Jul 4 – 11, 2018
Asia/Seoul timezone

Performance and Calibration of 2m^2 -sized 4-layered Micromegas Detectors for the ATLAS Upgrade

Jul 5, 2018, 12:12 PM
103 (COEX, Seoul)


COEX, Seoul

Parallel Detector: R&D for Present and Future Facilities Detector: R&D for Present and Future Facilities


Maximilian Herrmann (Ludwig Maximilians Universitat (DE))


The increased luminosity of the HL-LHC requires a new, high rate capable, high resolution detector technology for the inner end cap of the muon spectrometer of the ATLAS experiment. For this purpose the Micromegas technology is chosen as precision tracker. The SM2 modules are 2 m^2 -sized micromegas quadruplets. This large size requires a sophisticated construction to provide a spatial resolution better than 100 µm. The first series SM2 modules were investigated using 120 GeV pions and muons at SPS/CERN as well as with cosmic muons in a precision facility.

During the testbeam in August 2017 at the H8 beamline of the SPS 4 small size micropattern detectors were used as tracking reference. The spatial resolution of the SM2 detector is analyzed using two different methods. A charge weighted position reconstruction, the so-called centroid method, achieves a spatial resolution of about 80 µm for perpendicular particle incident. A time projection chamber like approach, the so-called µTPC method, yields a similar resolution for tracks inclined to the active area of the module.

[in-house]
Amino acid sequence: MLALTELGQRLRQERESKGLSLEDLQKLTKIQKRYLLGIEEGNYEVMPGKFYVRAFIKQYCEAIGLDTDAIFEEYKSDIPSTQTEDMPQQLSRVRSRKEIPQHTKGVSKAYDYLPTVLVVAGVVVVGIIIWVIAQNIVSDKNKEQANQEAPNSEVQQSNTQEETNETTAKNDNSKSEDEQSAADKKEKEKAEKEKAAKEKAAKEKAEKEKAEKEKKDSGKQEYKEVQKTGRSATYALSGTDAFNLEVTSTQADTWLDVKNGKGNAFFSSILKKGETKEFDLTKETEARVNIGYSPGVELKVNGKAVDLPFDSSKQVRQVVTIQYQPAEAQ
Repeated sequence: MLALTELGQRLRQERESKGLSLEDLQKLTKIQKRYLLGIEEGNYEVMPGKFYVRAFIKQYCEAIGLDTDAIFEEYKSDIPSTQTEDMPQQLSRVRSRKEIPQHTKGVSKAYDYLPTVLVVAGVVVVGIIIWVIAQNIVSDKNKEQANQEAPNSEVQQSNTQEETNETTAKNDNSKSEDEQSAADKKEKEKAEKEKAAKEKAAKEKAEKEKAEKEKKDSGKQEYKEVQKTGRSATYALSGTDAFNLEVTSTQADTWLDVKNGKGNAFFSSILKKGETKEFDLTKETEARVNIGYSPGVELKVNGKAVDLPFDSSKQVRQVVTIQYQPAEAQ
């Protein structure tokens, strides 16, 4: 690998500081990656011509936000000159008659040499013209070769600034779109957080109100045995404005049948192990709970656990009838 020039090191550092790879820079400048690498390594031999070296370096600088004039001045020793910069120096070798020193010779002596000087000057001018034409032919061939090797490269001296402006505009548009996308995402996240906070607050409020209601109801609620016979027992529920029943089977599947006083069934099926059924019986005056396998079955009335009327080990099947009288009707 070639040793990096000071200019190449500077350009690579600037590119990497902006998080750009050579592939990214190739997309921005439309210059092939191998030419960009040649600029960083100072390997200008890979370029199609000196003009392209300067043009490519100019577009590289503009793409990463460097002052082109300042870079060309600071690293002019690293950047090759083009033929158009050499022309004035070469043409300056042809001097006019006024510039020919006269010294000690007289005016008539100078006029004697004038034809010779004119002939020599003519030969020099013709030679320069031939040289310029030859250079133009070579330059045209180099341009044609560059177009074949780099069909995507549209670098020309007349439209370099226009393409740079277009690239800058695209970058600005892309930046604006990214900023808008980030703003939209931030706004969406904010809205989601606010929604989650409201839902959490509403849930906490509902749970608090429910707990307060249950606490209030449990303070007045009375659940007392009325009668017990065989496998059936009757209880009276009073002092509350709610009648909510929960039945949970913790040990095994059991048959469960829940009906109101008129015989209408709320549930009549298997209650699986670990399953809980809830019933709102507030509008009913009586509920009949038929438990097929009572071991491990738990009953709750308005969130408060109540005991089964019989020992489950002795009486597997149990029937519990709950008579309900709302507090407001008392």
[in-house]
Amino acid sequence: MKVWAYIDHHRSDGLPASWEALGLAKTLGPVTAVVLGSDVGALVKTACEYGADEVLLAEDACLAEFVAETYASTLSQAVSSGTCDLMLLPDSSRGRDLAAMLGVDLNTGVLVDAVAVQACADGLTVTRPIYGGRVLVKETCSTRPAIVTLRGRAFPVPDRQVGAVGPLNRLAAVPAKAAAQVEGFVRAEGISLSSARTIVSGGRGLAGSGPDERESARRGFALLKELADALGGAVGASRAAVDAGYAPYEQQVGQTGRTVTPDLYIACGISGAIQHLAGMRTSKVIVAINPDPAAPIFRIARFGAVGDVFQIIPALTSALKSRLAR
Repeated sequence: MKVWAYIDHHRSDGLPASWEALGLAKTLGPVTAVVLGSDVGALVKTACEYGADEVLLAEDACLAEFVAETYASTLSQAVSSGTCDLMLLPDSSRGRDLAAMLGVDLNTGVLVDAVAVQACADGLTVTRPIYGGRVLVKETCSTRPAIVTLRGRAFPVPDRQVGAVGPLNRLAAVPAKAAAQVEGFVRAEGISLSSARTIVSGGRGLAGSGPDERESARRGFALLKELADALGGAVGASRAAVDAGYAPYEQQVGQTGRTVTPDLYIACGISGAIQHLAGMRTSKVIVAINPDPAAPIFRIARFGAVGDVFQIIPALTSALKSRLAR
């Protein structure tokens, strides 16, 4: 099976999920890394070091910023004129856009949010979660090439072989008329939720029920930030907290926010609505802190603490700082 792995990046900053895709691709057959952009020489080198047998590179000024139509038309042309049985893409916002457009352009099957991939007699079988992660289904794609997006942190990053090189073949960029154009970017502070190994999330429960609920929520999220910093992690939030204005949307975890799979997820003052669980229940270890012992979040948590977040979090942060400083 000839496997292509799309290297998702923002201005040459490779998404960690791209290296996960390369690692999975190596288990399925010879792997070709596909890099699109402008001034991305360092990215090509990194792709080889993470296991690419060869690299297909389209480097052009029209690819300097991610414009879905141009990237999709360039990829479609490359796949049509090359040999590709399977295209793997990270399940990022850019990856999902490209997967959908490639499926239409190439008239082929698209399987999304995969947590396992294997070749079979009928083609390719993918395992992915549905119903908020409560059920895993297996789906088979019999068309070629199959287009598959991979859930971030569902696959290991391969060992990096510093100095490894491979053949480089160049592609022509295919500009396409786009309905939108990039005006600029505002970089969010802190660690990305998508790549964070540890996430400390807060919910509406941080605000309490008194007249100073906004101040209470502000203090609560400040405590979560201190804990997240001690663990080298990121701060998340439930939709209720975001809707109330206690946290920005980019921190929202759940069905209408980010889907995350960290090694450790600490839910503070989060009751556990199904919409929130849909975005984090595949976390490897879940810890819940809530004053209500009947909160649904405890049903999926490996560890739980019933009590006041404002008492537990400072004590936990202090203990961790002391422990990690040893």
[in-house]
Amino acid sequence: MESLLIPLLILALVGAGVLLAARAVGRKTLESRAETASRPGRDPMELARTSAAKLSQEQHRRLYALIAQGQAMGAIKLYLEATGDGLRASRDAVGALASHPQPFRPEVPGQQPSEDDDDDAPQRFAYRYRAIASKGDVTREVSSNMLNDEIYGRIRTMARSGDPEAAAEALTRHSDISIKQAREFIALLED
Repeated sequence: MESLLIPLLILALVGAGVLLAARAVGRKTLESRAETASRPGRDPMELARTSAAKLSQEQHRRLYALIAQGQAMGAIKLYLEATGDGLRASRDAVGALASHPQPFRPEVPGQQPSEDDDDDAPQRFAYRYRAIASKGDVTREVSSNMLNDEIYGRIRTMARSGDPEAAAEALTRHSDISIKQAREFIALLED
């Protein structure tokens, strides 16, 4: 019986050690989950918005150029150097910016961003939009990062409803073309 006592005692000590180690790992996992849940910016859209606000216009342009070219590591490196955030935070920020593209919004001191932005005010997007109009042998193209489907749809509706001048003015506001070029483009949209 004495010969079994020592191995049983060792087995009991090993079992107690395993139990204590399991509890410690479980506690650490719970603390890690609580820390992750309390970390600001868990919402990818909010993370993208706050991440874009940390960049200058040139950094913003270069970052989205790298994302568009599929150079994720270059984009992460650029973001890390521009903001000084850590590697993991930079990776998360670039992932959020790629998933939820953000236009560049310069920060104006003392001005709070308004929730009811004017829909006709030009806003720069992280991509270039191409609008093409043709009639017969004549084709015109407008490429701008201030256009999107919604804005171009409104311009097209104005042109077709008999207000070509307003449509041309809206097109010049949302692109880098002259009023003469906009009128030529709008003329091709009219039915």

To investigate and calibrate the full active area of SM2 quadruplets a Cosmic Ray Facility (CRF) is used. It uses two ATLAS Monitored Drift Tube chambers (MDT) to provide precise muon track information in the order of 100 µm. A segmented trigger hodoscope provides additional position information in the order of 10 cm along the wires of the MDTs. The angular acceptance of the CRF is between −30 ◦ and +30 ◦ to the zenith angle over an area of about 8 m^2 .

We present results for the first series SM2 quadruplets with 12288 channels read out fully by 96 APVs connected to six FEC cards. A segmentation of the active area into smaller partitions enables a detailed analysis of local detector properties, for example geometrical quality, homogeneity in efficiency, in pulse height and in spatial resolution.

Primary author

Maximilian Herrmann (Ludwig Maximilians Universitat (DE))

Presentation materials